Handshaking promotes better deal-making
Like any ritual, a handshake may seem like a bizarre gesture when you really stop to consider it. “Why do we touch hands and move them up and down?” says Haas Asst. Prof. Juliana Schroeder.
In research forthcoming in the Journal of Personality and Social Psychology, Schroeder found a profound effect to the simple ritual: Shaking hands can improve the outcome of negotiations for both sides.
“When you shake hands with someone, you make an immediate inference: ‘They are going to cooperate with me; they are not going to do me harm,'” she says. “And so you decide to cooperate with them.”
In her study, co-written with Jane Risen of the University of Chicago’s Booth School of Business and Francesca Gino and Michael Norton of Harvard Business School, the researchers tested how handshakes changed negotiations in a series of experiments involving classic negotiation games.
In one game, for example, two participants negotiated over a car, considering six aspects including price, color, and model. Each participant had different goals in the negotiation, some of which were aligned and some of which weren’t, and they scored points based on how many of their goals they met. Participants were not prompted to shake hands, but researchers noticed that when partners decided of their own accord to start their negotiations with a handshake, both ended up scoring more points overall.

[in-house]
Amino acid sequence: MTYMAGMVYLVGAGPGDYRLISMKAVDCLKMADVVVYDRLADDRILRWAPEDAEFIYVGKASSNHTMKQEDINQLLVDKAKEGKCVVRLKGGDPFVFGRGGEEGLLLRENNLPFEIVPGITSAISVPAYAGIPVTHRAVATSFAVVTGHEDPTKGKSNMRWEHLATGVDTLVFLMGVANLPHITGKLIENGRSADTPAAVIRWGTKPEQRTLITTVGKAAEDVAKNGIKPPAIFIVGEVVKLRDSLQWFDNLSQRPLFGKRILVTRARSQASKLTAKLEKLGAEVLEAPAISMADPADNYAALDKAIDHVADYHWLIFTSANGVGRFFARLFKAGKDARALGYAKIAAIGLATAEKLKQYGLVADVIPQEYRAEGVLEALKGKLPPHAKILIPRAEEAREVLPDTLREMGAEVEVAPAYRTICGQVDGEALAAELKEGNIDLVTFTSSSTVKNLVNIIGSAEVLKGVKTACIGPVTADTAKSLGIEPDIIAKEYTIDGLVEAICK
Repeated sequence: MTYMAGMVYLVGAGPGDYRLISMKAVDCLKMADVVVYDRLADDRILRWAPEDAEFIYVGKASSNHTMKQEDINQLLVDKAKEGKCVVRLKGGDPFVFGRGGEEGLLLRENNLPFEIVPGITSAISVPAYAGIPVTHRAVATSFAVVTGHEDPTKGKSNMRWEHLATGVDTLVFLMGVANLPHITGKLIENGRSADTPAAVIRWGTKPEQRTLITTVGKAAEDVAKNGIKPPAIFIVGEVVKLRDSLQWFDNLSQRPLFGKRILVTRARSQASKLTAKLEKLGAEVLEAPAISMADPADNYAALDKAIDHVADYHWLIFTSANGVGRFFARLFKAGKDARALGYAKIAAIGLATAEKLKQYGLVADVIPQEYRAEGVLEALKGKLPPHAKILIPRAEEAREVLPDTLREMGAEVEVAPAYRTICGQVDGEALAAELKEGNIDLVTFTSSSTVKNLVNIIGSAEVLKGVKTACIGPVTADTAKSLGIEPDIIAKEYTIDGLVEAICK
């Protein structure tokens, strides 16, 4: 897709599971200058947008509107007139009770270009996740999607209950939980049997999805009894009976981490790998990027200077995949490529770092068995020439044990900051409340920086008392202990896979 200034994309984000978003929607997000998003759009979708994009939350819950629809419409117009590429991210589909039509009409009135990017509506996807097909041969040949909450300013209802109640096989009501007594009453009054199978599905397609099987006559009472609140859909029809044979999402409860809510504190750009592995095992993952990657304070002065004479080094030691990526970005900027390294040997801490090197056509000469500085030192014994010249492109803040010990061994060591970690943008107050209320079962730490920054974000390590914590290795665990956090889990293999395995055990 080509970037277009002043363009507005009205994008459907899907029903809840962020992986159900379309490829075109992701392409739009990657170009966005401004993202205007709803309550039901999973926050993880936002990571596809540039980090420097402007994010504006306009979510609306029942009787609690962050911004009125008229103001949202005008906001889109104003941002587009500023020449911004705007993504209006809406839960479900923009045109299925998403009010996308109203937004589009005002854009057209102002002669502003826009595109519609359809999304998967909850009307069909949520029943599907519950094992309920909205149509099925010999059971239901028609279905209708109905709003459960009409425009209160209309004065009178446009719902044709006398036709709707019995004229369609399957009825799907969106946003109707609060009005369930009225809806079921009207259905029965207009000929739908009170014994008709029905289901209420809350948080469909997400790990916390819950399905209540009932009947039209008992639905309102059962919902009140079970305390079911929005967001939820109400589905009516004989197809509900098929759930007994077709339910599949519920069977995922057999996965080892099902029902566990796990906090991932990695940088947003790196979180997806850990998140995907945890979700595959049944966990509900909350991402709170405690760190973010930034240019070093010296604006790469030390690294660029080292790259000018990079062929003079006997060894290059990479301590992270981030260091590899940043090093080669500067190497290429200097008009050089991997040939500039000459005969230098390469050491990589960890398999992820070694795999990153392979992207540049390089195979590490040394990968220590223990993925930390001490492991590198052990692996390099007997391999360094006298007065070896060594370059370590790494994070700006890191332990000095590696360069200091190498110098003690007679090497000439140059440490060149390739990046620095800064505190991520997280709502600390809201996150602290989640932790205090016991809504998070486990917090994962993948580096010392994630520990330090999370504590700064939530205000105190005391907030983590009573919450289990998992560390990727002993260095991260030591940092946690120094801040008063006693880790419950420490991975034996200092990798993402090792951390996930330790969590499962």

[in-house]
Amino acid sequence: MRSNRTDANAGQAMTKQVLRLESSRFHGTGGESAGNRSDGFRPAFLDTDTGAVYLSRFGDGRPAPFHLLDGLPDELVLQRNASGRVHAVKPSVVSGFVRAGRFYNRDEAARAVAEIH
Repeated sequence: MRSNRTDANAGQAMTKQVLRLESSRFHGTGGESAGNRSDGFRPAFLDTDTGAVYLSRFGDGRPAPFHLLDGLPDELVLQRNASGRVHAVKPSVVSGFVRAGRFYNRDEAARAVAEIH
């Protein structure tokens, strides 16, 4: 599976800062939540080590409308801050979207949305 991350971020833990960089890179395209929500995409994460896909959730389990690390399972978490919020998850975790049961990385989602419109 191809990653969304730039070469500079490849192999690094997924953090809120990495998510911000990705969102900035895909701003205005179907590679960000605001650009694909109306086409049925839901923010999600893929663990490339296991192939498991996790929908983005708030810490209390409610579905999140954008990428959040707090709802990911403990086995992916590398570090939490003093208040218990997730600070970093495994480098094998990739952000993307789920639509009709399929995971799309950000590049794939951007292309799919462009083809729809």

For those entering business negotiations, a handshake can be a surprisingly easy way to demonstrate that spirit of cooperation, perhaps leading to a better, fairer deal for both sides.
Of course, that doesn’t necessarily mean that shaking hands produced that outcome. In order to test cause and effect, she and her colleagues set up a new negotiation over a job offer, this time encouraging some partners to shake hands before negotiating while asking others to sit down before they had the chance to shake.
Once again, those who shook hands reached greater agreement and scored more points. Moreover, when viewing the videotaped exchanges, observers scored how cooperative the two negotiators were. The pairs that shook hands scored more points and also lied less, tended to talk more after the negotiation was over, and leaned closer to each other while talking.
In zero-sum negotiations, in which one side had to lose in order for the other side to win, handshaking also made a difference. In that experiment, involving a real estate transaction, the “seller” had the opportunity to withhold crucial information from the buyer to drive up the price. When the participants shook hands, however, sellers were more likely to be honest and divulge that information, even if it meant they achieved a lower price overall. “People said they felt less comfortable lying to their partner when they shook hands,” says Schroeder.
Schroeder believes that the ritualistic gesture of handshaking has a psychological effect. “It changes the way you perceive not just the other person, but the way you frame the whole game,” she says. “You say to yourself, ‘Now we are in a cooperative setting rather than an antagonistic one.'”
For those entering business negotiations, a handshake can be a surprisingly easy way to demonstrate that spirit of cooperation, perhaps leading to a better, fairer deal for both sides. “It’s a seemingly small gesture that influences negotiations,” Schroeder says.